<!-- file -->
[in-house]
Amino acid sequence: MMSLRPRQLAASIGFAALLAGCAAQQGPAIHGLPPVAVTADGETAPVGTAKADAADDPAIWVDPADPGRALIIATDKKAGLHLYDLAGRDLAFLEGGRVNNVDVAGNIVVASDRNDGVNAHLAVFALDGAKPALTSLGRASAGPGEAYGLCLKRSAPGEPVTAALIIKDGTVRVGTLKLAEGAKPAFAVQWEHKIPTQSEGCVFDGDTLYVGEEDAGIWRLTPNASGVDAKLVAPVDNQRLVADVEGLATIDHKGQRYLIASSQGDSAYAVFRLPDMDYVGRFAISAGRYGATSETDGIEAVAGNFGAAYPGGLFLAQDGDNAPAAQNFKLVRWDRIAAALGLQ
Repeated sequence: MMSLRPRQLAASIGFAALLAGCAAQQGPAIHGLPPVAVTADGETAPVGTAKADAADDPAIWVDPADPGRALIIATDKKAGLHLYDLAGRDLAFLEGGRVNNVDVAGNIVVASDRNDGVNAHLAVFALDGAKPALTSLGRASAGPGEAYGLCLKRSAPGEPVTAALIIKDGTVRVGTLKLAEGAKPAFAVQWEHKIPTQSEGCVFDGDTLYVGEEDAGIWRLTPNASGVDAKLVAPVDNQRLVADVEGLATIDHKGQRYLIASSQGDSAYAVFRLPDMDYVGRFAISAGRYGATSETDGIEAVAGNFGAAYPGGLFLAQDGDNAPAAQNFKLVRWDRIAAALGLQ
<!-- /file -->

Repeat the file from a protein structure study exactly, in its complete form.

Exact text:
[in-house]
Amino acid sequence: MMSLRPRQLAASIGFAALLAGCAAQQGPAIHGLPPVAVTADGETAPVGTAKADAADDPAIWVDPADPGRALIIATDKKAGLHLYDLAGRDLAFLEGGRVNNVDVAGNIVVASDRNDGVNAHLAVFALDGAKPALTSLGRASAGPGEAYGLCLKRSAPGEPVTAALIIKDGTVRVGTLKLAEGAKPAFAVQWEHKIPTQSEGCVFDGDTLYVGEEDAGIWRLTPNASGVDAKLVAPVDNQRLVADVEGLATIDHKGQRYLIASSQGDSAYAVFRLPDMDYVGRFAISAGRYGATSETDGIEAVAGNFGAAYPGGLFLAQDGDNAPAAQNFKLVRWDRIAAALGLQ
Repeated sequence: MMSLRPRQLAASIGFAALLAGCAAQQGPAIHGLPPVAVTADGETAPVGTAKADAADDPAIWVDPADPGRALIIATDKKAGLHLYDLAGRDLAFLEGGRVNNVDVAGNIVVASDRNDGVNAHLAVFALDGAKPALTSLGRASAGPGEAYGLCLKRSAPGEPVTAALIIKDGTVRVGTLKLAEGAKPAFAVQWEHKIPTQSEGCVFDGDTLYVGEEDAGIWRLTPNASGVDAKLVAPVDNQRLVADVEGLATIDHKGQRYLIASSQGDSAYAVFRLPDMDYVGRFAISAGRYGATSETDGIEAVAGNFGAAYPGGLFLAQDGDNAPAAQNFKLVRWDRIAAALGLQ